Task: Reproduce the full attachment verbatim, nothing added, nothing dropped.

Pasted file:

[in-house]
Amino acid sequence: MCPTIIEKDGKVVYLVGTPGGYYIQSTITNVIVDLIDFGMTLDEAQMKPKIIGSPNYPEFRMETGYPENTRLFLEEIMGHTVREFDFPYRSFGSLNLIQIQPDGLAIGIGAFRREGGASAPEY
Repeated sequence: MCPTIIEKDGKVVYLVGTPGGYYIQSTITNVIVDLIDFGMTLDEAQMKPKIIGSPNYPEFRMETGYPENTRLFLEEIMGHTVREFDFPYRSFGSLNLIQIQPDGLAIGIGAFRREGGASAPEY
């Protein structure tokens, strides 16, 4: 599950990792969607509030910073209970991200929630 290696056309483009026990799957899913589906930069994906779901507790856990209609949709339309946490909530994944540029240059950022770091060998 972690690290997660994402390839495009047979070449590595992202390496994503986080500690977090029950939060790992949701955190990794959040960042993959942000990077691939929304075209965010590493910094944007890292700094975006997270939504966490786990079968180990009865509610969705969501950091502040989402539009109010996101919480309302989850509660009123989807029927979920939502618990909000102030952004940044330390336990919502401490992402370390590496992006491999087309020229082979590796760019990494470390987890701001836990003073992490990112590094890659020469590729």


[in-house]
Amino acid sequence: MCPTIIEKDGKVVYLVGTPGGYYIQSTITNVIVDLIDFGMTLDEAQMKPKIIGSPNYPEFRMETGYPENTRLFLEEIMGHTVREFDFPYRSFGSLNLIQIQPDGLAIGIGAFRREGGASAPEY
Repeated sequence: MCPTIIEKDGKVVYLVGTPGGYYIQSTITNVIVDLIDFGMTLDEAQMKPKIIGSPNYPEFRMETGYPENTRLFLEEIMGHTVREFDFPYRSFGSLNLIQIQPDGLAIGIGAFRREGGASAPEY
């Protein structure tokens, strides 16, 4: 599950990792969607509030910073209970991200929630 290696056309483009026990799957899913589906930069994906779901507790856990209609949709339309946490909530994944540029240059950022770091060998 972690690290997660994402390839495009047979070449590595992202390496994503986080500690977090029950939060790992949701955190990794959040960042993959942000990077691939929304075209965010590493910094944007890292700094975006997270939504966490786990079968180990009865509610969705969501950091502040989402539009109010996101919480309302989850509660009123989807029927979920939502618990909000102030952004940044330390336990919502401490992402370390590496992006491999087309020229082979590796760019990494470390987890701001836990003073992490990112590094890659020469590729």